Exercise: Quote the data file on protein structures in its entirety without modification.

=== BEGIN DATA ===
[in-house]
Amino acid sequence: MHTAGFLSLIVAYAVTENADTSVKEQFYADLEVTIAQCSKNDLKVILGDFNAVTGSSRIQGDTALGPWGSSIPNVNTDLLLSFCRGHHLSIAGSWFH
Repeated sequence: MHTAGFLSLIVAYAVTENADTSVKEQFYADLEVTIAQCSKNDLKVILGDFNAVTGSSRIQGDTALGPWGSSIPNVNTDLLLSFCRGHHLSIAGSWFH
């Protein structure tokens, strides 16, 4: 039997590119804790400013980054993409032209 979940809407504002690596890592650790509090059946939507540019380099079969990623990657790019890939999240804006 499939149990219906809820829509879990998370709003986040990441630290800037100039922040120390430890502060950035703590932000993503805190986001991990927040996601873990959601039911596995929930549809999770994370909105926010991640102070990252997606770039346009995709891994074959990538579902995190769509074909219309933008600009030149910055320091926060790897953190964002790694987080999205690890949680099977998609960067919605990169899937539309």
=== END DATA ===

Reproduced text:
[in-house]
Amino acid sequence: MHTAGFLSLIVAYAVTENADTSVKEQFYADLEVTIAQCSKNDLKVILGDFNAVTGSSRIQGDTALGPWGSSIPNVNTDLLLSFCRGHHLSIAGSWFH
Repeated sequence: MHTAGFLSLIVAYAVTENADTSVKEQFYADLEVTIAQCSKNDLKVILGDFNAVTGSSRIQGDTALGPWGSSIPNVNTDLLLSFCRGHHLSIAGSWFH
């Protein structure tokens, strides 16, 4: 039997590119804790400013980054993409032209 979940809407504002690596890592650790509090059946939507540019380099079969990623990657790019890939999240804006 499939149990219906809820829509879990998370709003986040990441630290800037100039922040120390430890502060950035703590932000993503805190986001991990927040996601873990959601039911596995929930549809999770994370909105926010991640102070990252997606770039346009995709891994074959990538579902995190769509074909219309933008600009030149910055320091926060790897953190964002790694987080999205690890949680099977998609960067919605990169899937539309």